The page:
The Internet Bookmobile Launch Party

by Terrie Miller

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The Internet Bookmobile Launch Party

Last night people turned out at the Internet Archive in San Francisco for the launch of the Internet Bookmobile.
Free the Mouse!
The bookmobile includes all the equipment needed to download, print, and bind public domain books on the spot. During the next next week and a half, Brewster Kahle and his eight-year-old son, Caslon, will drive from the Bay Area to Washington DC, bringing the bookmobile's services (and message) to schools, libraries, retirement homes, museums and gatherings along the way.

They plan to reach to their destination on October 9, where they'll park at the United States Supreme Court building and print books as the court hears arguments in Eldred v. Ashcroft. From the Internet Bookmobile web site:

On October 9th the Supreme Court will hear arguments in Eldred v. Ashcroft, a landmark case that will decide how many books are part of the digital library the Bookmobile brings. The founding fathers decided that copyright protection should last for 14 years and then another 14 years if the author chose to renew. Over the last 200 years, this has been extended many times to where it is now life of the author plus 70 years. Each time this is extended, this decreases the number of books that enter the public domain. Without those books, there can be no digital bookmobile.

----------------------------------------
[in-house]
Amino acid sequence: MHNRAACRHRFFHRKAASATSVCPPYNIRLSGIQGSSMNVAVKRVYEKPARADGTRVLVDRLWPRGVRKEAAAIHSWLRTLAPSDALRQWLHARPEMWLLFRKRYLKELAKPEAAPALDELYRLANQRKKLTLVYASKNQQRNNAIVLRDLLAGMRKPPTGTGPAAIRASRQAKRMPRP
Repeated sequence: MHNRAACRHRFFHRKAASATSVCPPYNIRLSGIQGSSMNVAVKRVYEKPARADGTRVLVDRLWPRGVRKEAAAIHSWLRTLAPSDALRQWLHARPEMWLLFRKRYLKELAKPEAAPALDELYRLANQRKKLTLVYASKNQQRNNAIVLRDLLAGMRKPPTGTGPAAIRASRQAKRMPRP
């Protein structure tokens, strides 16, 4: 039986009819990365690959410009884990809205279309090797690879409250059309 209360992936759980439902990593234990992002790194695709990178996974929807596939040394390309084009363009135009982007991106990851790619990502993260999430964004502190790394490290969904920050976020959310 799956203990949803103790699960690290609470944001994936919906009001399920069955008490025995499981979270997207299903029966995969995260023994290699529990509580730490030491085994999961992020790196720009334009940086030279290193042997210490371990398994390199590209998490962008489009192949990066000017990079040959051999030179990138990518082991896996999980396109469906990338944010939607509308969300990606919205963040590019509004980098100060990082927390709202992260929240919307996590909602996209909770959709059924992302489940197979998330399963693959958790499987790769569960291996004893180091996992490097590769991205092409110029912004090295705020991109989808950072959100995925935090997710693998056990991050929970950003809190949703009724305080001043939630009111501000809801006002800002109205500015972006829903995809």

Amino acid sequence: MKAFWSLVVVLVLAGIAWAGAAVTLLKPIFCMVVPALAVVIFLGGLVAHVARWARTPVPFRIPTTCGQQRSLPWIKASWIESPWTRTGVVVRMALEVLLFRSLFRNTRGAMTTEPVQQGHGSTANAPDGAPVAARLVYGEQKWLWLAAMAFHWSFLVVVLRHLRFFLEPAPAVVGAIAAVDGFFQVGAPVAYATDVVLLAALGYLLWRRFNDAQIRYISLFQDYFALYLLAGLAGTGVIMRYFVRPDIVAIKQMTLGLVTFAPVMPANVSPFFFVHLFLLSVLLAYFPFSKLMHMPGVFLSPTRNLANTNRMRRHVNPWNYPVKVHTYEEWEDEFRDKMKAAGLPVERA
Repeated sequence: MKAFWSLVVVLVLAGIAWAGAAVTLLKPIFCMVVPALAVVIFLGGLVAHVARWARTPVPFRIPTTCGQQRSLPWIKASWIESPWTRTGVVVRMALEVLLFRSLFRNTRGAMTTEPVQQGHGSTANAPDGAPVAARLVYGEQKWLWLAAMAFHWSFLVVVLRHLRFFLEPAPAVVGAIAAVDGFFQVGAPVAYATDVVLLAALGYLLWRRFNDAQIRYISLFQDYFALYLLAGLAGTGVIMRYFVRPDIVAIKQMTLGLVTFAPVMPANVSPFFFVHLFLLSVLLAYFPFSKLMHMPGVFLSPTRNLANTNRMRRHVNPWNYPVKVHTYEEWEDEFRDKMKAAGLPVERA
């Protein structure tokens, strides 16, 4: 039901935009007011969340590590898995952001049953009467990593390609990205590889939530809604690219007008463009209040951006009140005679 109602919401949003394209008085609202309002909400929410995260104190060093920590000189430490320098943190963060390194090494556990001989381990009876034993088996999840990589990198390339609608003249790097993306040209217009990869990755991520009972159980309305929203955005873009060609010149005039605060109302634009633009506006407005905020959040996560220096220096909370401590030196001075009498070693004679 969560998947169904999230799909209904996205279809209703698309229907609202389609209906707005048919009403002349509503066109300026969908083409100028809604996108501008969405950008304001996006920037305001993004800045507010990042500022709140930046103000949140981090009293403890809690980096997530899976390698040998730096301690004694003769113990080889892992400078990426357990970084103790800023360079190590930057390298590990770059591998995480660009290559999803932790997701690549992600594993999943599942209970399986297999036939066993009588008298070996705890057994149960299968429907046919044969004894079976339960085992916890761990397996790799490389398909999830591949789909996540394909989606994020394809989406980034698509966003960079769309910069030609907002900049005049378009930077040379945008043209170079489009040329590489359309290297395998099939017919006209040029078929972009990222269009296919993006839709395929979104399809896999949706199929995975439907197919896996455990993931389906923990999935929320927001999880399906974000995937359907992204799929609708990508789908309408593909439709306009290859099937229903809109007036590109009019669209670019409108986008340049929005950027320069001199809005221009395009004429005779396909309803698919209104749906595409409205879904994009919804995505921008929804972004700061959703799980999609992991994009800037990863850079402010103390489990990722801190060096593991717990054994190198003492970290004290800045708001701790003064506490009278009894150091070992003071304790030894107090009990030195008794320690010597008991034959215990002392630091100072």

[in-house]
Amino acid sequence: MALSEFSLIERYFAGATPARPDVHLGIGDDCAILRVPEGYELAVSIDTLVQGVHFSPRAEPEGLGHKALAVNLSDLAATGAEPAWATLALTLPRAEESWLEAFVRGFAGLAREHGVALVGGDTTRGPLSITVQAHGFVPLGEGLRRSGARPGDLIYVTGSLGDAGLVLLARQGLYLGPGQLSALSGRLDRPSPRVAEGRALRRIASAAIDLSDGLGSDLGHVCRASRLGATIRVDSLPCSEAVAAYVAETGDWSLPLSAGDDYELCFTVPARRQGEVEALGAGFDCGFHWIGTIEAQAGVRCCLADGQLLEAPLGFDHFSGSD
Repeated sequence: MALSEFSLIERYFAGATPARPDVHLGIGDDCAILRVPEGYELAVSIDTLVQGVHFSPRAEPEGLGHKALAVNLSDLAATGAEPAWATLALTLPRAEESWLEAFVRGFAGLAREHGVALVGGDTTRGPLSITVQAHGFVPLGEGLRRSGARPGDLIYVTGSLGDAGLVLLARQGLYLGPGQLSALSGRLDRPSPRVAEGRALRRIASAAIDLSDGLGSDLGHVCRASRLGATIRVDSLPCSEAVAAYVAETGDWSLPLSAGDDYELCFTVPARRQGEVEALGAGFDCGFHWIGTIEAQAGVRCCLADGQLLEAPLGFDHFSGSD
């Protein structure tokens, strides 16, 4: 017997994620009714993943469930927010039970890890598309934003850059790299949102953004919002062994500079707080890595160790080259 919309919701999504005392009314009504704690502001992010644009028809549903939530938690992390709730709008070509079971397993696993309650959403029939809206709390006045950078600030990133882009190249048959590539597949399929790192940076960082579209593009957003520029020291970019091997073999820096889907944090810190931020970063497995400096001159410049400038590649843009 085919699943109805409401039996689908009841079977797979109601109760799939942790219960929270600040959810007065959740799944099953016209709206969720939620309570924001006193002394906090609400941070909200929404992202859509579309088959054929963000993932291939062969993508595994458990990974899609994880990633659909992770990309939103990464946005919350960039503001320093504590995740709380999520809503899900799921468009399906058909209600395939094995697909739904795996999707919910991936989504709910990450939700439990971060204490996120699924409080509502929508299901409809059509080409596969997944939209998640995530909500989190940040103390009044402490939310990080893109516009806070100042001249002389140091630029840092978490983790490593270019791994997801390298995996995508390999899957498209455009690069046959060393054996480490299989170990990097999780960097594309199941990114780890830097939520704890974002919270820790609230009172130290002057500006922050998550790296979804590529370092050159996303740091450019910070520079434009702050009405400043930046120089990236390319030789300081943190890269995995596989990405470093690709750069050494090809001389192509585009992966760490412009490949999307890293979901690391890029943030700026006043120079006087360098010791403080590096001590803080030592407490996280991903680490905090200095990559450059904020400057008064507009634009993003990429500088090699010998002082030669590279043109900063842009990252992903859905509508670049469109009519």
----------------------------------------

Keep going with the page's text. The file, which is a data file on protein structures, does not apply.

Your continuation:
The bookmobile uses a MotoSAT satellite system for internet access. At schools, kids will be given the chance to select a book to download and then print with an HP4600dn color laser printer. They'll use a Fastback Model 8 binder and a Triumph 3905 cutter to finish their book. During the trip, Kahle will educate libraries about what it takes to make, print, and bind public domain books for their own patrons.

To see if the bookmobile is planning a stop near you, check their Where is the Bookmobile pages.

The Internet Bookmobile.

The Internet Bookmobile in action.

Making a small book.

Participants got a chance to make their own full-color mini-book, "Satellite Story", featuring an excerpt from From the Earth to the Moon by Jules Verne.

Binding a book.

Brewster Kahle demonstrates the binding method. The books have durable covers, and many include full-color illustrations.

The bookmobile from the back.

Another view of the bookmobile -- all the downloading, printing and binding equipment in one neat package.

Stay tuned for more coverage from our own Richard Koman, who will be traveling with the bookmobile to Washington.